As oil prices plunge to five-year lows, investors have been fleeing energy stocks. While the S&P 500 index had gained 8% in 2014 through mid-December and was hovering near all-time highs, the S&P 500 Energy index had fallen by almost 20%. And the carnage has been even worse for smaller energy companies: The S&P SmallCap 600 Energy index dropped 45%. But many experts say that the bloodbath has been overdone and that now is an opportune time for investors with a high risk tolerance to start nibbling on small-cap energy stocks.
Crude prices have collapsed thanks to a glut of supply and slowing demand in China and Europe. In late November the Organization of Petroleum Exporting Countries made matters worse by leaving its oil output unchanged. That has caused analysts to ratchet down their oil price predictions. Morgan Stanley analyst Adam Longson recently forecast that average prices for Brent crude, a gauge of global prices, will stay below $70 a barrel until the third quarter of 2015.
While it’s impossible to know how far oil prices will fall before bottoming out, Sam Stovall, chief U.S. equity strategist at S&P Capital IQ, says history indicates that when small-cap energy stocks have been beaten down to today’s extent, the ensuing rebound has typically been dramatic. Stovall notes that on the six occasions since 1995 when the relative strength of the S&P SmallCap 600 Energy index has dropped to current levels, the subsequent returns for the index have outpaced the broader small-cap stock universe by an average of 24.2 percentage points over the next 12 months and a whopping 81 percentage points over two years.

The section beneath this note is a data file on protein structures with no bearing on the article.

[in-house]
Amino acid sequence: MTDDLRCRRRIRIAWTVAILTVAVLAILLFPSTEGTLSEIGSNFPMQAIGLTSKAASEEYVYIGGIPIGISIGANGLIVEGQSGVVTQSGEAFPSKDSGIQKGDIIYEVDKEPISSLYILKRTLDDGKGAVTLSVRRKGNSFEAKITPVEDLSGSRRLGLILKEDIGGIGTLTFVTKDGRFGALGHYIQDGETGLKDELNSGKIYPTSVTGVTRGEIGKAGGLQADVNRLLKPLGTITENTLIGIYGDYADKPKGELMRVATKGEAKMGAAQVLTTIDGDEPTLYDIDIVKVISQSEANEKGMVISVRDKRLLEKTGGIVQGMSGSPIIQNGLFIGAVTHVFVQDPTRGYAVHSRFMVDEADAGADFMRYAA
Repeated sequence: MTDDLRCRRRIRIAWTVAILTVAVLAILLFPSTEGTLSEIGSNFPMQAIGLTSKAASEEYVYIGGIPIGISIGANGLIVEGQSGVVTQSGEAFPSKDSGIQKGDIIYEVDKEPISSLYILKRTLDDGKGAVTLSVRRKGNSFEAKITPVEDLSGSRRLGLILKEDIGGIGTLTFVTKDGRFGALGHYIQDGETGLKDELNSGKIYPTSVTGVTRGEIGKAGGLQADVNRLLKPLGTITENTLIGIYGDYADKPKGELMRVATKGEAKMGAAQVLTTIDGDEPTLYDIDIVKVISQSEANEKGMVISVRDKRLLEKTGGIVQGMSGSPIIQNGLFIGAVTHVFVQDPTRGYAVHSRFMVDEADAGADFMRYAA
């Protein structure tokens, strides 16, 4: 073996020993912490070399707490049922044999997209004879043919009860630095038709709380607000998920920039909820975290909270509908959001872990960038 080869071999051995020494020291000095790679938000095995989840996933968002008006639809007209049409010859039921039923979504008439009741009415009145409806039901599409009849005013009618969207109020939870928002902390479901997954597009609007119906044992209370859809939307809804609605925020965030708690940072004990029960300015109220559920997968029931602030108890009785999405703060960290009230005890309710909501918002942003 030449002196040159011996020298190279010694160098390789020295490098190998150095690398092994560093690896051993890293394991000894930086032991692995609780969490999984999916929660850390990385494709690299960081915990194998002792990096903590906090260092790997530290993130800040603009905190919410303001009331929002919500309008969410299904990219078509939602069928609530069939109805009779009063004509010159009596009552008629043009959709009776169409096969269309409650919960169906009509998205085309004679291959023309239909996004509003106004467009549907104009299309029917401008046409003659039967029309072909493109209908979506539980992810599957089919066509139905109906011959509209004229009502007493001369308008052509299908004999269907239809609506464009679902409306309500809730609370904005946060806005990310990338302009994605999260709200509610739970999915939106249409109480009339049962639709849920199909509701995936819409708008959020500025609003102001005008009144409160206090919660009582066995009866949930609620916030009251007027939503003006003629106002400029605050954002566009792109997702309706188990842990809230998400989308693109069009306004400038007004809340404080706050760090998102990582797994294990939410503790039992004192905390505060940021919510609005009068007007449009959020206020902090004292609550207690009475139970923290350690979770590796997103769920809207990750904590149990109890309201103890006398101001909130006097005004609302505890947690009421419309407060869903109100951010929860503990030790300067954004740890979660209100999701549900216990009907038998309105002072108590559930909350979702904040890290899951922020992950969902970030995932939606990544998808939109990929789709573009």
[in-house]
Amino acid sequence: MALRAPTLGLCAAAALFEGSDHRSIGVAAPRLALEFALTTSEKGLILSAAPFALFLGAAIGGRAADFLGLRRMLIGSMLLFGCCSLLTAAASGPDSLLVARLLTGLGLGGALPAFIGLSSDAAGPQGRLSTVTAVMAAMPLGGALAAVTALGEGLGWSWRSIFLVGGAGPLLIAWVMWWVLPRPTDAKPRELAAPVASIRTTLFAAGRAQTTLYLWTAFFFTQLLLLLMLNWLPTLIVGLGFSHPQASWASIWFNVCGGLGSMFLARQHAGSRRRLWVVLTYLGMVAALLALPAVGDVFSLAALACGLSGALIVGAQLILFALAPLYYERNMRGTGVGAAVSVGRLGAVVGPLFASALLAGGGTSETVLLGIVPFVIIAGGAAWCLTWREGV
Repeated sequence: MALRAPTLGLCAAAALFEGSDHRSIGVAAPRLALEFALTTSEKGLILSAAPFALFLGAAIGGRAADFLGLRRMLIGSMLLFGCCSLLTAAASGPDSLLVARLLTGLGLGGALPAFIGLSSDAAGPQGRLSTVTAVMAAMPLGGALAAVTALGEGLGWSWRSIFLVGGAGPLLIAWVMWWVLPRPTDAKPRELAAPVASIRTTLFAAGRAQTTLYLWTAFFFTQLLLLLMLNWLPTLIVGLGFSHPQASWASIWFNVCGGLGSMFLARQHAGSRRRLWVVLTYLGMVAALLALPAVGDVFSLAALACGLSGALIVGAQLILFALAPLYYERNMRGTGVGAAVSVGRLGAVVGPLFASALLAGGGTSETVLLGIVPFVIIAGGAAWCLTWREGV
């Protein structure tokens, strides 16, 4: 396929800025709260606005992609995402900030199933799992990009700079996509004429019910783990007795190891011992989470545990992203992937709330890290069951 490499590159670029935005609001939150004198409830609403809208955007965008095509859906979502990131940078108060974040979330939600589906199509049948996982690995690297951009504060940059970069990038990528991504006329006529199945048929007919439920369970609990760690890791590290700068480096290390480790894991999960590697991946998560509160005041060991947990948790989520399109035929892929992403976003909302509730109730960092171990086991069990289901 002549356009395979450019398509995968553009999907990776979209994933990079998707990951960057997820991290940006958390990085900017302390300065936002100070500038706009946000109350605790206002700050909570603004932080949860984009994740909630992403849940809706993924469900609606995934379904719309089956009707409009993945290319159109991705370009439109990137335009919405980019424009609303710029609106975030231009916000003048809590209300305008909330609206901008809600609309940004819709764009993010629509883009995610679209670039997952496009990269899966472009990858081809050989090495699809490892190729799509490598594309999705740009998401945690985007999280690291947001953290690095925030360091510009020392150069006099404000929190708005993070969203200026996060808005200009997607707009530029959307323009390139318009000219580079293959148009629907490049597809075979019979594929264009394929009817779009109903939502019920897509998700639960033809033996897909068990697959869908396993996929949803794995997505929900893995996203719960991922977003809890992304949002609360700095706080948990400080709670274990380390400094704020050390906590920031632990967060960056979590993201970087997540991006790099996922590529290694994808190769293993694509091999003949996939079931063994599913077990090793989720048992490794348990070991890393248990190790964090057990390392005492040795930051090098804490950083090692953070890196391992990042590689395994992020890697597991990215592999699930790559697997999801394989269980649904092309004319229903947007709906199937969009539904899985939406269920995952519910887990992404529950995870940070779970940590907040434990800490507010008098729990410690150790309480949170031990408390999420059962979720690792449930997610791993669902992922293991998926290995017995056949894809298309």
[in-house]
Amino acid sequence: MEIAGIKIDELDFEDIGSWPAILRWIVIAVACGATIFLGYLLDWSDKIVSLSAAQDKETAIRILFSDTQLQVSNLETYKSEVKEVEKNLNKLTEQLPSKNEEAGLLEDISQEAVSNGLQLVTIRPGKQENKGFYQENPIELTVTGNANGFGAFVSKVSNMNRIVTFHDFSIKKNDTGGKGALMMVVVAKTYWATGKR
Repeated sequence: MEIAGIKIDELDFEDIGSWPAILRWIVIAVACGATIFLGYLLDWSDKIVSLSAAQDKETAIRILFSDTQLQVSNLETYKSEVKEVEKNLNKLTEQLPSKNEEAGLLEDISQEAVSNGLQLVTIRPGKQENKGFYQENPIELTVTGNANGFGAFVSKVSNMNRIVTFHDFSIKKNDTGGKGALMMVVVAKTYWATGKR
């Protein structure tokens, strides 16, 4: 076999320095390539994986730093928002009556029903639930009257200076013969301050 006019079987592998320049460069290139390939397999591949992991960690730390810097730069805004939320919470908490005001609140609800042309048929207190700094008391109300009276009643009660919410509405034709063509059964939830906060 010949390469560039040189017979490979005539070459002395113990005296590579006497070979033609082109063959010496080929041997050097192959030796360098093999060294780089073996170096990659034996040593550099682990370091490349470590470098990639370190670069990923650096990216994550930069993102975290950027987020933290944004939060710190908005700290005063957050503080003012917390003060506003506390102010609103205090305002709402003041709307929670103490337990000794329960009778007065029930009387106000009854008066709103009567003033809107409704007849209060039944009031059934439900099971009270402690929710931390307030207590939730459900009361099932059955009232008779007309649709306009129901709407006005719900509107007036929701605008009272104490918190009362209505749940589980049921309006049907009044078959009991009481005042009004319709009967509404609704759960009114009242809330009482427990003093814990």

Analysts recommend that investors focus on companies with below-average costs and solid balance sheets. One that fits that description is Precision Drilling (PDS), Canada’s largest oil and gas drilling contractor and a big operator in the U.S.; it plans to cut its capital spending next year by 44%. CIBC analyst Jon Morrison notes that the company has a high-quality drilling fleet and is “one of the most efficient operators in North America.”
A pair of U.S. producers are similarly attractive. PDC Energy (PDCE) of Denver recently announced that it would be both cutting costs and improving production in 2015 by more than analysts had expected. Credit Suisse analyst Mark Lear, who has an outperform rating on the stock, notes that on a price/earnings basis, the stock is trading at a discount to its peers. And Houston-based Sanchez Energy (SN) has reduced its planned capital spending by 25%. SunTrust analyst Neal Dingmann says the company’s South Texas Eagle Ford shale operations have “some of the best economics in the U.S.”
Investors can gain broader exposure to small-cap energy through the PowerShares S&P SmallCap Energy Portfolio, an exchange-traded fund that tracks the S&P SmallCap 600 Capped Energy index and carries a 0.29% expense ratio. For patient investors, buying small energy stocks now could potentially produce gushing returns over time.
This story is from the January 2015 issue of Fortune.